“He who is coming will come and will not delay.

Heb 10:38 But my righteous one will live by faith.
And if he shrinks back,
I will not be pleased with him.” 39 But we are not of those who shrink back and are destroyed, but of those who believe and are saved.

So – I asked ChatGPT to summarize that passage for me. Here’s what it came back with – not bad at all.

The passage encourages believers to approach God with confidence through the sacrifice of Jesus Christ. It emphasizes the importance of maintaining faith and holding on to hope. The text also warns against deliberately continuing in sin, as it brings judgment and a fearful expectation of punishment. It mentions the severe consequences for those who reject the sanctifying power of the blood of Jesus and insult the Spirit of grace. The readers are reminded of their earlier perseverance and endurance in the face of suffering, and they are urged not to lose their confidence but to persevere in doing God’s will. The passage concludes by contrasting those who shrink back with those who believe and are saved.

You can see, it was about people who went through tough times. They were persevering in the midst of suffering. And yet, they were also being warned. There was a difference between those who persevered and those who didn’t. And continued intentional sinning has consequences.

The image and text below come from The Evidence Bible: Irrefutable Evidence for the Thinking Mind, in its comments on verse 31.

“You are using scare tactics by talking about hell and Judgment Day.”

scare tactics to teach the Bible

In the late 1980s, TV commercials in the U.S. asked, What goes through the mind of a driver who is not wearing a seat belt in a head-on collision? Then they showed a crash dummy having its head crushed by a steering wheel in a collision, and said, “The steering wheel!”

Those were scare tactics, but no one complained because they were legitimate scare tactics. That’s what happens in a head-on collision if you are foolish enough to not put on a seat belt.

To warn of hell is fearful, but it is absolutely legitimate, because the Bible says that it is a fearful thing for a sinner to fall into the hands of the living God.  2Comfort, R. (2003). The Evidence Bible: Irrefutable Evidence for the Thinking Mind, Notes (K. Cameron, Ed.; p. 1604). Bridge-Logos.

I think that’s the way we often feel about the kind of warning in this “special case”. The special case where Christians intentionally continue to sin.

And for our topic of Vengeance I Mine, we’re doing something God explicitly claimed as His alone.

Since Hebrews was written originally for Jews who were converting to Christianity, The Way at the time, the excerpt below is from The Jewish New Testament Commentary.

26–31 These verses recapitulate, in even stronger language, the exhortation of 6:4–8, with emphasis on fearing God. The modern tendency is to bowdlerize fear of God into “reverence for God” or minimize it by exalting love of God as a higher motivation for right behavior than fear of him. But doing so blunts the impact which the prospect of judgment ought to make (vv. 27, 30–31). There is a right reason for fearing God; there is such a thing as “holy fear” (11:7). “The fear of Adonai is the beginning of wisdom” (Proverbs 9:10).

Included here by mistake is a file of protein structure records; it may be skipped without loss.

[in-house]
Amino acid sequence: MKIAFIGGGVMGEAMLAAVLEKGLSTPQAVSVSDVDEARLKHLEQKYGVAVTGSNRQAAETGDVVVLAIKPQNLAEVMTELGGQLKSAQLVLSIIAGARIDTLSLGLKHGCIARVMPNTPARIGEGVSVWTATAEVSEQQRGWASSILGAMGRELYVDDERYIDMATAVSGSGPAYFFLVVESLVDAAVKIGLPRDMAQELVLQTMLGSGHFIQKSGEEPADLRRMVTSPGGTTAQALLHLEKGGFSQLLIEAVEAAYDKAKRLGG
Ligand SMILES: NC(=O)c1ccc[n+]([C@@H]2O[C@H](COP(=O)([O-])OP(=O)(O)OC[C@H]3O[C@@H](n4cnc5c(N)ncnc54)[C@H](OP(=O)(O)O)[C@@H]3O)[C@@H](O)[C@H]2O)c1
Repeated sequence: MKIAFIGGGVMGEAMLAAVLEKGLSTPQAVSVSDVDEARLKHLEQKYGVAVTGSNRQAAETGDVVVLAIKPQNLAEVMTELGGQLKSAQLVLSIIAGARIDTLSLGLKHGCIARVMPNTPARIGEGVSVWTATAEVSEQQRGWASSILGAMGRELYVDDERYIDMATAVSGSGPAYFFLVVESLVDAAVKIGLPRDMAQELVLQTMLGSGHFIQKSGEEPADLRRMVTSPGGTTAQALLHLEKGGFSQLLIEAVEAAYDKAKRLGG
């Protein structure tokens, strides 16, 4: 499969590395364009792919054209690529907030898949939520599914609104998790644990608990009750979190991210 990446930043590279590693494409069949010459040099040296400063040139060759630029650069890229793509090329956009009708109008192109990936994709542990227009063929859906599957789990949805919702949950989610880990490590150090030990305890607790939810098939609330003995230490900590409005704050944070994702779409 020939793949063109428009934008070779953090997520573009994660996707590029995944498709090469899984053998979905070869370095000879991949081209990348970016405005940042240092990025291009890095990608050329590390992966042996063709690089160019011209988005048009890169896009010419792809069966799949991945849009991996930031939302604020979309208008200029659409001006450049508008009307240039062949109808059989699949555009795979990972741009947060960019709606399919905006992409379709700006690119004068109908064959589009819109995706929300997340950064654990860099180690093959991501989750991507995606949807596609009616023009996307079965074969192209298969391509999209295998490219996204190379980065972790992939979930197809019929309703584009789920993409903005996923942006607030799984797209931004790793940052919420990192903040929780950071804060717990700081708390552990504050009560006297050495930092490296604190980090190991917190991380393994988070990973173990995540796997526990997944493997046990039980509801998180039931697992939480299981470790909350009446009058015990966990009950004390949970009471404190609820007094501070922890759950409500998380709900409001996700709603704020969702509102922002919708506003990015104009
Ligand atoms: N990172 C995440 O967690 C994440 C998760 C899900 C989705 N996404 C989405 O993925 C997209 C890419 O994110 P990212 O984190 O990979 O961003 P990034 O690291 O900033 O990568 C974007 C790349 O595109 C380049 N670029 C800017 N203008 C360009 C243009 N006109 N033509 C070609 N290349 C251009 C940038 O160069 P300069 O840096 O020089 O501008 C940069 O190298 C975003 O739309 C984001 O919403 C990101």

Those who deliberately continue to sin (v. 26) are doing what the Torah calls sinning “with a high hand,” and for such sins the Levitical system of sacrifices prescribed in the Torah does not atone (see Ya 2:10–11&N). Think how much worse it will be for those who highhandedly ignore Yeshua’s atoning sacrificial death (v. 29)! This is the point of this passage.3Stern, D. H. (1996). Jewish New Testament Commentary : a companion volume to the Jewish New Testament (electronic ed., Heb 10:26). Jewish New Testament Publications.

What is the “special case” in Hebrews?

Again, we see this is a serious warning for what I called a “special case”. And what is that special case?

Hint – it’s not just for Jewish people who converted to Christianity.

No, it’s for anyone who claims to be Christian, even acted for all appearances as a true Christian for a time, but isn’t any longer.

I know this is going to bring up the question of whether salvation can be lost. But – here goes.

Do you remember the parable of the sower?

The Parable of the Sower – Matthew

13:1-15 pp — Mk 4:1-12; Lk 8:4-10
13:16, 17 pp — Lk 10:23, 24
13:18-23 pp — Mk 4:13-20; Lk 8:11-15

Mt 13:1 That same day Jesus went out of the house and sat by the lake. 2 Such large crowds gathered around him that he got into a boat and sat in it, while all the people stood on the shore. 3 Then he told them many things in parables, saying: “A farmer went out to sow his seed. 4 As he was scattering the seed, some fell along the path, and the birds came and ate it up. 5 Some fell on rocky places, where it did not have much soil. It sprang up quickly, because the soil was shallow. 6 But when the sun came up, the plants were scorched, and they withered because they had no root. 7 Other seed fell among thorns, which grew up and choked the plants. 8 Still other seed fell on good soil, where it produced a crop—a hundred, sixty or thirty times what was sown. 9 He who has ears, let him hear.”